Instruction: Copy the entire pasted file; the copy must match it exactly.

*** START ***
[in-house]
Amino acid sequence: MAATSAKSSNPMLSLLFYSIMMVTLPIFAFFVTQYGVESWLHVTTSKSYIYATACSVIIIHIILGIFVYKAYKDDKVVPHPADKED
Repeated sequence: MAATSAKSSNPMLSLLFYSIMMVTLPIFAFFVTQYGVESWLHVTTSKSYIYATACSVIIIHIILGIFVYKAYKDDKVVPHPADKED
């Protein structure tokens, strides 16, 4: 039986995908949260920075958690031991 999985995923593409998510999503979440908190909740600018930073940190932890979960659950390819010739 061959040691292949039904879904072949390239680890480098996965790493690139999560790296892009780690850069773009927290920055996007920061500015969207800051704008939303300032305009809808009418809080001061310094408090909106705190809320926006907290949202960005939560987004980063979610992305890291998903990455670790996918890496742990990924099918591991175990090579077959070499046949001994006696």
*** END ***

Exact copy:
[in-house]
Amino acid sequence: MAATSAKSSNPMLSLLFYSIMMVTLPIFAFFVTQYGVESWLHVTTSKSYIYATACSVIIIHIILGIFVYKAYKDDKVVPHPADKED
Repeated sequence: MAATSAKSSNPMLSLLFYSIMMVTLPIFAFFVTQYGVESWLHVTTSKSYIYATACSVIIIHIILGIFVYKAYKDDKVVPHPADKED
């Protein structure tokens, strides 16, 4: 039986995908949260920075958690031991 999985995923593409998510999503979440908190909740600018930073940190932890979960659950390819010739 061959040691292949039904879904072949390239680890480098996965790493690139999560790296892009780690850069773009927290920055996007920061500015969207800051704008939303300032305009809808009418809080001061310094408090909106705190809320926006907290949202960005939560987004980063979610992305890291998903990455670790996918890496742990990924099918591991175990090579077959070499046949001994006696």